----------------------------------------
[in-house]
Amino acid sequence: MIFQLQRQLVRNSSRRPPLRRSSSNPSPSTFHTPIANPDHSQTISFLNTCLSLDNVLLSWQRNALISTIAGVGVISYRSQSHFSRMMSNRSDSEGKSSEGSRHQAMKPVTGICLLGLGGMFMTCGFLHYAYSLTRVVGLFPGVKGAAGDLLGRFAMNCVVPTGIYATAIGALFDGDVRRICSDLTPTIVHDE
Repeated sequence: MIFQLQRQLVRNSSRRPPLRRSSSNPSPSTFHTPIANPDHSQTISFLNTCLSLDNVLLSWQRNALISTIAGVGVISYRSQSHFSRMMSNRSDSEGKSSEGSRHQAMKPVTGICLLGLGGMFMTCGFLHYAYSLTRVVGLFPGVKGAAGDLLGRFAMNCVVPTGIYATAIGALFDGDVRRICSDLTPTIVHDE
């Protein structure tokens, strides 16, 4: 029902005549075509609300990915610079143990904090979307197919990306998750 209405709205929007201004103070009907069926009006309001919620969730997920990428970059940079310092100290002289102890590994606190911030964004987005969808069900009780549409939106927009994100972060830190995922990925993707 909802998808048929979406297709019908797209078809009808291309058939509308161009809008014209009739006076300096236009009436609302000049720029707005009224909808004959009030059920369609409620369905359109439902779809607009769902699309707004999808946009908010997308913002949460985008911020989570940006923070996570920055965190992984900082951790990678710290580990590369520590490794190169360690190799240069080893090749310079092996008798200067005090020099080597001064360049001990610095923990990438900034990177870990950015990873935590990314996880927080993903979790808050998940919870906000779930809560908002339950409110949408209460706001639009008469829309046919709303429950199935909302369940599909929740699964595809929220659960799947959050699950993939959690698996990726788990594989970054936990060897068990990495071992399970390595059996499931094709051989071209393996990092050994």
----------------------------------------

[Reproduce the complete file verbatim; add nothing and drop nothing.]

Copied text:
[in-house]
Amino acid sequence: MIFQLQRQLVRNSSRRPPLRRSSSNPSPSTFHTPIANPDHSQTISFLNTCLSLDNVLLSWQRNALISTIAGVGVISYRSQSHFSRMMSNRSDSEGKSSEGSRHQAMKPVTGICLLGLGGMFMTCGFLHYAYSLTRVVGLFPGVKGAAGDLLGRFAMNCVVPTGIYATAIGALFDGDVRRICSDLTPTIVHDE
Repeated sequence: MIFQLQRQLVRNSSRRPPLRRSSSNPSPSTFHTPIANPDHSQTISFLNTCLSLDNVLLSWQRNALISTIAGVGVISYRSQSHFSRMMSNRSDSEGKSSEGSRHQAMKPVTGICLLGLGGMFMTCGFLHYAYSLTRVVGLFPGVKGAAGDLLGRFAMNCVVPTGIYATAIGALFDGDVRRICSDLTPTIVHDE
């Protein structure tokens, strides 16, 4: 029902005549075509609300990915610079143990904090979307197919990306998750 209405709205929007201004103070009907069926009006309001919620969730997920990428970059940079310092100290002289102890590994606190911030964004987005969808069900009780549409939106927009994100972060830190995922990925993707 909802998808048929979406297709019908797209078809009808291309058939509308161009809008014209009739006076300096236009009436609302000049720029707005009224909808004959009030059920369609409620369905359109439902779809607009769902699309707004999808946009908010997308913002949460985008911020989570940006923070996570920055965190992984900082951790990678710290580990590369520590490794190169360690190799240069080893090749310079092996008798200067005090020099080597001064360049001990610095923990990438900034990177870990950015990873935590990314996880927080993903979790808050998940919870906000779930809560908002339950409110949408209460706001639009008469829309046919709303429950199935909302369940599909929740699964595809929220659960799947959050699950993939959690698996990726788990594989970054936990060897068990990495071992399970390595059996499931094709051989071209393996990092050994």